13 years ago I had what remains until now my greatest Christmas ever. I was 24 years old and for the first time I celebrated Christmas far from home. I had just started 4 months before my work as a volunteer for the diocese of N’Djamena in Chad, in the middle of Africa, thousands of miles away from France. For the end-of-year holidays I was travelling with 3 other French volunteers and 3 Chadian friends across the country on dirt roads towards a large reservation situated 800 miles east of the Capital. On Christmas Eve, we stopped in a small village named Bitkine. In this part of the country, the majority of the population is Muslim but there is also a small Catholic community. We ended up celebrating the vigil mass of Christmas in a small mud church with a dirt floor, packed with people dressed with festive clothes, very simple clothes, because they did not have many. No Christmas lighting or extravagant decorations, simply a few electrical bulbs powered by a generator – there was no electricity in the village except from a few generators. The priest was a Jesuit missionary from Peru. The singing, the fervor of the prayers, the simple words that the priest said struck me almost to the point of breaking in tears. We were celebrating the presence of God in our midst and it was true! I could almost feel it, physically. God was present in this very poor community gathered with a deep joy. And after the mass, with my friends we simply shared a dish of pasta with tomato sauce! I would never have imagined before this day that I would one day celebrate Christmas with a dish of pasta. In my family we were rather used to an incredible abundance of delicious foie-gras, turkey, chocolate truffles and so on and so on – and trust me when it comes to food we have a serious tradition in France! But this Christmas in Bitkine remains in my memory as the best ever: the friendship and the experience of a community of believers facing so much hardships and at the same so strongly connected to the mystery they were celebrating. That was so clearly the sign of Christmas, the actualized sign for me of the infant wrapped in swaddling clothes and lying in a manger."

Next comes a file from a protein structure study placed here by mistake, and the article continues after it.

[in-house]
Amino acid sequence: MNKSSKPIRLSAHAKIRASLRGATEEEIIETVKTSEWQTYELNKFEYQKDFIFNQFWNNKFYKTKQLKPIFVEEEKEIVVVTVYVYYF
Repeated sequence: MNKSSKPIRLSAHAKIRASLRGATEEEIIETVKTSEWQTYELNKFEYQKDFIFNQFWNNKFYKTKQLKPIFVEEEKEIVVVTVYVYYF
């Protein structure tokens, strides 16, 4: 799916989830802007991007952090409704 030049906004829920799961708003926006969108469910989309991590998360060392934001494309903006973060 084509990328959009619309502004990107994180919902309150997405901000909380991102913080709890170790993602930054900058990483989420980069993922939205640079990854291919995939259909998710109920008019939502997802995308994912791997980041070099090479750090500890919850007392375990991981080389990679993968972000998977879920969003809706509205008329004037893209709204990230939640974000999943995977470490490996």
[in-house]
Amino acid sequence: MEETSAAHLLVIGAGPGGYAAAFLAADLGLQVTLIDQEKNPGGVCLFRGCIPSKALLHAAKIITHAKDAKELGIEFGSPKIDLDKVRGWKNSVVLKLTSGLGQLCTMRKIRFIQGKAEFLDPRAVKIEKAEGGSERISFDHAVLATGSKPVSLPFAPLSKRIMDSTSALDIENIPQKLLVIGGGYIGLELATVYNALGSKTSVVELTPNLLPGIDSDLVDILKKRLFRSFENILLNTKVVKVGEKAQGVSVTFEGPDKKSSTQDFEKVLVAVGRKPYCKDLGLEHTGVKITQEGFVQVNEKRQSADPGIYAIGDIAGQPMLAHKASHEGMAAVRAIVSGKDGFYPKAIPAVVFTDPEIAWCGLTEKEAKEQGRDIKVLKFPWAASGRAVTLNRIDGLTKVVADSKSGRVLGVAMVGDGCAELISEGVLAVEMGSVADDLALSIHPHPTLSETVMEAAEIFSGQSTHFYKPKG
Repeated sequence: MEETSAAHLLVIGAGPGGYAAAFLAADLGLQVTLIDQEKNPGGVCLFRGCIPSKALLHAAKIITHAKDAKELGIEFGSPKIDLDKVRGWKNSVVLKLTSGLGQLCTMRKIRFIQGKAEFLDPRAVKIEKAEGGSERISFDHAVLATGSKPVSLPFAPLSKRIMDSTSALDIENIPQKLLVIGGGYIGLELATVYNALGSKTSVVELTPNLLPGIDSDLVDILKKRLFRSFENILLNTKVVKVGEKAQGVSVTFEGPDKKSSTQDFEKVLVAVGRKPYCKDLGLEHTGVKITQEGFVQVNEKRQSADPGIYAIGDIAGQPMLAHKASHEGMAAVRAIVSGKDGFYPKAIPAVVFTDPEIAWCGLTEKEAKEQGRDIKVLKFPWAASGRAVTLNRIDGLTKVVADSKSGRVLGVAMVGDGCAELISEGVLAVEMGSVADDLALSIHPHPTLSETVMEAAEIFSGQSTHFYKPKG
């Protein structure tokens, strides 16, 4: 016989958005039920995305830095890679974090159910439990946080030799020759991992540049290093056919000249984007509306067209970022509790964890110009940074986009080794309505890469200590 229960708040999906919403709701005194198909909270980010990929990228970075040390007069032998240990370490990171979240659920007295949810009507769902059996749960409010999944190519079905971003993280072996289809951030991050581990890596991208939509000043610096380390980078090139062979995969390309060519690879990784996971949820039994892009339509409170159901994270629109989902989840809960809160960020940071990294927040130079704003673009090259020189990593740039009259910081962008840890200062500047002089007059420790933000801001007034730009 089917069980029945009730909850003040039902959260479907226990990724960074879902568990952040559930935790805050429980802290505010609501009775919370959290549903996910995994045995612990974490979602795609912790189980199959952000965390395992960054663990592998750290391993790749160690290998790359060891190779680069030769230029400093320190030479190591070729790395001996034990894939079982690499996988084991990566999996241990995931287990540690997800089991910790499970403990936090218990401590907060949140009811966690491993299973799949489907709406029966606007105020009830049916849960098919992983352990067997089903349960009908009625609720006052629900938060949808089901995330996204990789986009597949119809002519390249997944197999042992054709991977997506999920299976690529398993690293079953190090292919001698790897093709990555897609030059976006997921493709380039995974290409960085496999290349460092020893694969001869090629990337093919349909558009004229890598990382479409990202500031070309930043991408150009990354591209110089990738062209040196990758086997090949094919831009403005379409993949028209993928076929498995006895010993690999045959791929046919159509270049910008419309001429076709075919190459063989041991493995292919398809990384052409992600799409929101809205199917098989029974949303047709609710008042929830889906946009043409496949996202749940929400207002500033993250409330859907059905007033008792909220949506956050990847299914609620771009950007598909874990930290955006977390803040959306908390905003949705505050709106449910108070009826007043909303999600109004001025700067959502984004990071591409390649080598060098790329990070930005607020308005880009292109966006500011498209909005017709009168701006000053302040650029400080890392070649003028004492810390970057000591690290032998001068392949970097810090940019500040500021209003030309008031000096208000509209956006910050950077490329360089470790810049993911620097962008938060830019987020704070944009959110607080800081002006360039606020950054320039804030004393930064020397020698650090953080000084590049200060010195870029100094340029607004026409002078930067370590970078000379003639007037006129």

What does the sign mean for us today? Where do we imagine God would choose to be born if God was to come today? What would this birth change? This question has been asked to several people around the world by a French Catholic daily newspaper that I read regularly online. Most of the answers simply express that God would come in those places where people are forgotten, are not respected in their dignity, and are suffering. A Congolese woman said that Jesus would be born in Eastern Congo, torn by violence because of the mining richness. An Indian priest said that God would be born a baby girl in this area where there are many selective abortions and even baby girl infanticides. A Canadian citizen stressed that Jesus’s birth would foster peace in the world and a more effective fight against economic inequalities.